From Yeast, Yumanity Looks to Give Rise to Critical Neuro Drugs

Xconomy Boston — 

Two weeks ago, in a sixth-floor room in San Francisco’s Four Seasons Hotel overlooking Market Street, Tony Coles, Susan Lindquist, and Kenneth Rhodes met with one financier after another in a campaign to raise money for their new Cambridge, MA-based startup, Yumanity Therapeutics.

Their pitch centered around yeast. “[Yeast] is where statins were first identified,” Coles said, pointing to a slide Yumanity was showing to investors.

He’s referring to the landmark cholesterol-lowering drugs, like atorvastatin (Lipitor), which changed cardiovascular care and became some of the best-selling drugs of all time. They were discovered decades ago by a Japanese researcher who saw that statins were being secreted by fungi to kill other fungi.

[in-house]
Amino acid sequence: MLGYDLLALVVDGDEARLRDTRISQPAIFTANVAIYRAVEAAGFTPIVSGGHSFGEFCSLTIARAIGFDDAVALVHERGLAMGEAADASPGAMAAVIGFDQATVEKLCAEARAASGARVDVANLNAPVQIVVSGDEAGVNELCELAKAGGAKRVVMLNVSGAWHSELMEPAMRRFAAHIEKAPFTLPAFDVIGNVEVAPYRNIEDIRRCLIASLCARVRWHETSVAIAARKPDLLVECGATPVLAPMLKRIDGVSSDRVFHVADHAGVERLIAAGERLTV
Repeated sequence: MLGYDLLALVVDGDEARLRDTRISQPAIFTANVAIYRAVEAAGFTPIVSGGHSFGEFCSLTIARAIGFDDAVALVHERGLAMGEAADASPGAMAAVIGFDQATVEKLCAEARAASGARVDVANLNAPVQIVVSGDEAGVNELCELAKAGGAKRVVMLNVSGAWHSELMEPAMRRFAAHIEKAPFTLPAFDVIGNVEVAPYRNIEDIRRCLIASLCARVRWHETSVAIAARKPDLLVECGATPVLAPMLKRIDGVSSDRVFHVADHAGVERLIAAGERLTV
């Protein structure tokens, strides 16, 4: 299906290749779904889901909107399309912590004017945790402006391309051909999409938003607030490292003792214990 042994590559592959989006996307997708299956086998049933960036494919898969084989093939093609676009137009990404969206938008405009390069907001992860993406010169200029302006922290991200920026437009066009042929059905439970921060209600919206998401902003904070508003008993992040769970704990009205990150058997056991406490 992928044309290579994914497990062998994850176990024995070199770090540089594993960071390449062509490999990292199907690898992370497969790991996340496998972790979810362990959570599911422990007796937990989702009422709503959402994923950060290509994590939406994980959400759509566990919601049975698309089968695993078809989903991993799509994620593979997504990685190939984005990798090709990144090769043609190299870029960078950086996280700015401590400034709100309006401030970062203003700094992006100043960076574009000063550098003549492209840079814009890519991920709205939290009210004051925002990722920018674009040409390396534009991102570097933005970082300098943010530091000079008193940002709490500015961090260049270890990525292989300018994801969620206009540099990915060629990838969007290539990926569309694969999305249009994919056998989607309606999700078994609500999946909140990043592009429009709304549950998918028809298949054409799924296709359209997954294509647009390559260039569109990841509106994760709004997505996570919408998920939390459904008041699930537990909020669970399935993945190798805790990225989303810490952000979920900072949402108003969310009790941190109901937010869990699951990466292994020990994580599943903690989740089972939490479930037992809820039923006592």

Yeast is a simple organism, but Yumanity is putting it at the heart of an extremely complex undertaking, even by biotech standards.

The new company is using yeast to build a process Coles (pictured above) boldly contends has the potential to “transform” the way drugs are discovered. It’s souping up an old screening method with genetic tools and stem cell technology, with an exceedingly tough goal in mind: finding treatments for neurodegenerative disorders like Parkinson’s, Alzheimer’s, and amyotrophic lateral sclerosis (ALS).

These diseases aren’t well understood biologically. They’ve bedeviled scientists and pharmaceutical companies alike for decades. Billions of dollars have been spent discovering and testing therapies for them, and most have come up empty. Yumanity thinks it’s found a method that might help crack the code, to find new angles to attack these devastating diseases and increase its odds of success.

“This is as good as it gets at the earliest stage,” Coles said of the company’s approach.

What’s more, Yumanity’s leading trio is bucking the traditional venture-backed biotech model. Building the team is first, funding the company is second; Coles and Lindquist used their own money to seed Yumanity, brought in Rhodes, and launched the company in December without a venture investor or a big round of cash. They were at the J.P. Morgan Healthcare Conference earlier this month looking for that round, which Coles wants to close by the end of March.